Summary: Joseph’s life is an example of how God can bring healing to the deep wounds of our lives.
Life Lessons from Joseph – Part 2 December 2, 2001
Show clip from Forrest Gump – Forrest says, “Sometimes there just aren’t enough rocks.”
Obviously, that was a scene from the movie “Forrest Gump.” Forrest’s lifelong friend Jenny had grown up in a home where she was abused by her father. He had left his mark on Jenny in a horrible way, profoundly affecting her life choices. And now, years later, seeing that house – the house where she grew up – that house from which she ran to an even more destructive way of life – seeing that house brought back painful memories. The hurt hadn’t gone away. The wounds had never fully healed. And Forrest appropriately comments, “Sometimes there just aren’t enough rocks.”
Let me ask you to consider something today. Have you run out of rocks?
Rocks are what we hurl at objects or individuals who remind us of our pain. They are not literal rocks, but maybe actions or words that we employ to strike back at almost anyone or anything in an attempt to offset some of our own hurt. A sarcastic comment here, a bit of excessive behavior there. Hopefully we won’t hurt so bad as long as we have rocks to throw. Jenny’s wayward adult life that is pictured in Forrest Gump is presented as a futile effort at numbing the pain of past wounds.
The trouble is that the deep hurts and the deep wounds of our lives can’t be fully healed by simply throwing rocks. Sooner or later we’ll run out – we’ll find we’ve hurt others in the process. We’ll find the pain is still there. And reduced to a puddle of unmanageable emotions, we find ourselves having to come to grips with the rest of life, wondering how we’ll cope.
Today’s message is about the healing of deep wounds.
There is a man in the Bible whose family deeply wounded him. His name is Joseph.
If you were here last Sunday, you remember Joseph’s family background. His father was married to two sisters at the same time and kept two mistresses. He had 13 children through these 4 women, all of whom lived in the same household with him. 12 of those children were boys. Joseph’s only sister had been raped. His brothers were guilty of murder, theft and gross immorality. Before he was 10 years old his mother died.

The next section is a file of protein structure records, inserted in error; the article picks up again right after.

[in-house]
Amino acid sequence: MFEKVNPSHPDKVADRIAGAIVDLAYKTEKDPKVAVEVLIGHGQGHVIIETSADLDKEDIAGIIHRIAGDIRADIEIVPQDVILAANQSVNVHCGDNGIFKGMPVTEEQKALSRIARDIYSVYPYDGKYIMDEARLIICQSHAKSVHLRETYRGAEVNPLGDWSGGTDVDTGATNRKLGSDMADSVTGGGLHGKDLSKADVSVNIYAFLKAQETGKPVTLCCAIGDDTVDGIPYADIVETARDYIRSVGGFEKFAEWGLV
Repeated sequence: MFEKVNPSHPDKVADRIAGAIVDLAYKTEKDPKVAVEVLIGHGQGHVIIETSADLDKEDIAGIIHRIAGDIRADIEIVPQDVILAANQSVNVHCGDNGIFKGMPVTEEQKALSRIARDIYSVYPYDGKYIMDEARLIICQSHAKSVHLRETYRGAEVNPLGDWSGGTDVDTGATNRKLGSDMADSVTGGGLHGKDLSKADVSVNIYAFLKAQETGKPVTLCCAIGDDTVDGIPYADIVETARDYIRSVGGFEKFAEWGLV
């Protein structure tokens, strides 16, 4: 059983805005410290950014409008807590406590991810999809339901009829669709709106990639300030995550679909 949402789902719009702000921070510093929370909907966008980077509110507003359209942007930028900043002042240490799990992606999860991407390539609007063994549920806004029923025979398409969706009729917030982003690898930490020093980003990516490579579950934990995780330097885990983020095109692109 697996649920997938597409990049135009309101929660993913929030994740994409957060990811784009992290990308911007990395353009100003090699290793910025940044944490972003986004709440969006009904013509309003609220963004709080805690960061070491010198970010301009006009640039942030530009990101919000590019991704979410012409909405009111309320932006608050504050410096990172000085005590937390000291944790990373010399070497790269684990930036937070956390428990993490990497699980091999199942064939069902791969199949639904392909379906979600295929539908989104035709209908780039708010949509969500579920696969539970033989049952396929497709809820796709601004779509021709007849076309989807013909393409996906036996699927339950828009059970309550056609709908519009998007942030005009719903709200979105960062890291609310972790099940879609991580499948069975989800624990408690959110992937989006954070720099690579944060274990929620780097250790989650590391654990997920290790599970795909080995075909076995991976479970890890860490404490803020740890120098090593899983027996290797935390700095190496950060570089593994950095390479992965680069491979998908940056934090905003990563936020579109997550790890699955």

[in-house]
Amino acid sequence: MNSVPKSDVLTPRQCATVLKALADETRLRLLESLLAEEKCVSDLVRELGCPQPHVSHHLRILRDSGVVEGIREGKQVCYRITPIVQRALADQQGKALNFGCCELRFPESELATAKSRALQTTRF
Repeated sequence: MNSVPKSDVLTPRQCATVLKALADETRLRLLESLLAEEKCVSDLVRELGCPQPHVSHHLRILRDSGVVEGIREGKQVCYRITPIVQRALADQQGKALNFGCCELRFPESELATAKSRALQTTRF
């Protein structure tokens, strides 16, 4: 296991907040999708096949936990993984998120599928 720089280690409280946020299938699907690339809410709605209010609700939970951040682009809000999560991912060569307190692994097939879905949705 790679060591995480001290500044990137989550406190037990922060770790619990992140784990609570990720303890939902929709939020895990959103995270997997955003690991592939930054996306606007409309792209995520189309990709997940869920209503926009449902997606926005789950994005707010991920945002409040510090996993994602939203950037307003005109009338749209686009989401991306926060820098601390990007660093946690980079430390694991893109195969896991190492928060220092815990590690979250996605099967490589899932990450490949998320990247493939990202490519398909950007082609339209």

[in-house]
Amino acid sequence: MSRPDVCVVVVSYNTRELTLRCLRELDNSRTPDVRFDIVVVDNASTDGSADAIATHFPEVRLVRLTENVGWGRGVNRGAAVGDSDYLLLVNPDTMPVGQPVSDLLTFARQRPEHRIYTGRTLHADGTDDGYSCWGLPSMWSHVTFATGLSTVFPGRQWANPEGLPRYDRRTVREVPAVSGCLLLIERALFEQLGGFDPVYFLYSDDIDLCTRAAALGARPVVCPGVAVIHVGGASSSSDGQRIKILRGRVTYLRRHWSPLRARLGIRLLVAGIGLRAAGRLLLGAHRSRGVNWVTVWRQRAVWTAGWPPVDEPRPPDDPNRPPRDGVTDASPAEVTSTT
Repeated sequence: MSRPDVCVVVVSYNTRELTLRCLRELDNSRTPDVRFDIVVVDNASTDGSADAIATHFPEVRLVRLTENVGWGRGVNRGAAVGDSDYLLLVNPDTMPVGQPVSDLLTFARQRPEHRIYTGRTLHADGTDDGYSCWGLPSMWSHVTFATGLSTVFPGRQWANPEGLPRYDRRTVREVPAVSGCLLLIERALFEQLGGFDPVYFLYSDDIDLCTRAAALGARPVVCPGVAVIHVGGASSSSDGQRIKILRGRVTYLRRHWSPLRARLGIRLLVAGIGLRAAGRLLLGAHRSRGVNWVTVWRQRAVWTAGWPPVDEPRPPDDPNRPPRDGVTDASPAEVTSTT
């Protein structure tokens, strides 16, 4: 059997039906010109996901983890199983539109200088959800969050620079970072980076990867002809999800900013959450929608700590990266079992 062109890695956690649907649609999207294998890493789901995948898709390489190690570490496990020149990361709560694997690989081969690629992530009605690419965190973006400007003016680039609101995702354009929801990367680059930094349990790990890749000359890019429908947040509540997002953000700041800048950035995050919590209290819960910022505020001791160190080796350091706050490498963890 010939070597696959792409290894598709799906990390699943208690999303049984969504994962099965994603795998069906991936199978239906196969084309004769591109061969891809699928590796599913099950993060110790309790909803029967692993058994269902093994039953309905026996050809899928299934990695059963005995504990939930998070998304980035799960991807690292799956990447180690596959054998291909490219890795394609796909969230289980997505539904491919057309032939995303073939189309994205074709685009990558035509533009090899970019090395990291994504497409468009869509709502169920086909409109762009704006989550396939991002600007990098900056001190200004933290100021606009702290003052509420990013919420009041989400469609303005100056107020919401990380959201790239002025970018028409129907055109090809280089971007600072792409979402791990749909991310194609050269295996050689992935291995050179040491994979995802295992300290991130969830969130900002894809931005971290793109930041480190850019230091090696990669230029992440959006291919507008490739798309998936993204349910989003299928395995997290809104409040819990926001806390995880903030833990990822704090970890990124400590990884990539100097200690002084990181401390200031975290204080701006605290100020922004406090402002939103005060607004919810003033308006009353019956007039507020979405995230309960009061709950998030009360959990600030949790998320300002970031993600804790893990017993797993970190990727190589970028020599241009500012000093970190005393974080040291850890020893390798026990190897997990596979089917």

Joseph was the favorite son of his father’s favorite wife. And because of that, Genesis 37 says his father made for him a beautiful robe, fit for a prince. A robe that showed everyone he was exempt from the manual labor his brothers had to engage in day after day. His brothers wore dirty farming clothes. But not Joseph. He had a favored place in the family. His brothers hated him. They were consumed with jealousy. At the age of 17, Joseph was attacked by his brothers, who furiously stripped him of his beautiful robe. They threw him into a deep hole in the ground and would have killed him, except one of his brothers talked the rest out of it. Instead of committing murder, they sold Joseph to some slave traders who took him to Egypt. The brothers lied to their father, telling him Joseph had been killed by a wild animal.
Picking up where we left off last week, through an incredible series of events, Joseph had gone from slave to prisoner to being appointed as 2nd in command in the great Egyptian empire.
During a 7-year period of famine, it was Joseph’s responsibility to manage the distribution of grain to everyone in the Empire and the surrounding areas.
Read Genesis 41:56-57
Because of the famine, in Genesis 42 his brothers are forced to come to Egypt for food. All of his brothers make the trip except for his little brother Benjamin. The only other child of his father’s favorite wife. Joseph recognizes his brothers, but they don’t recognize him.
He holds one brother hostage and makes them go back for his little brother. When they return Genesis 45 says Joseph reveals who he is. And instead of punishing them for what they did to him, he invites them to bring his father down to Egypt so they can all survive the famine and live closer together.
The entire family comes to live in Egypt. And Joseph is finally reunited with his father. Seventeen years after the reunion, Joseph’s father dies. And that is where join the portion of the story I want us to look at today.
Read text – Genesis 50:14-21
Joseph’s life is an example of how God can bring healing to the deep wounds of our lives. Somehow Joseph made it. After all he’d been through. After all the hurt, the betrayal and unfair treatment. Joseph found healing.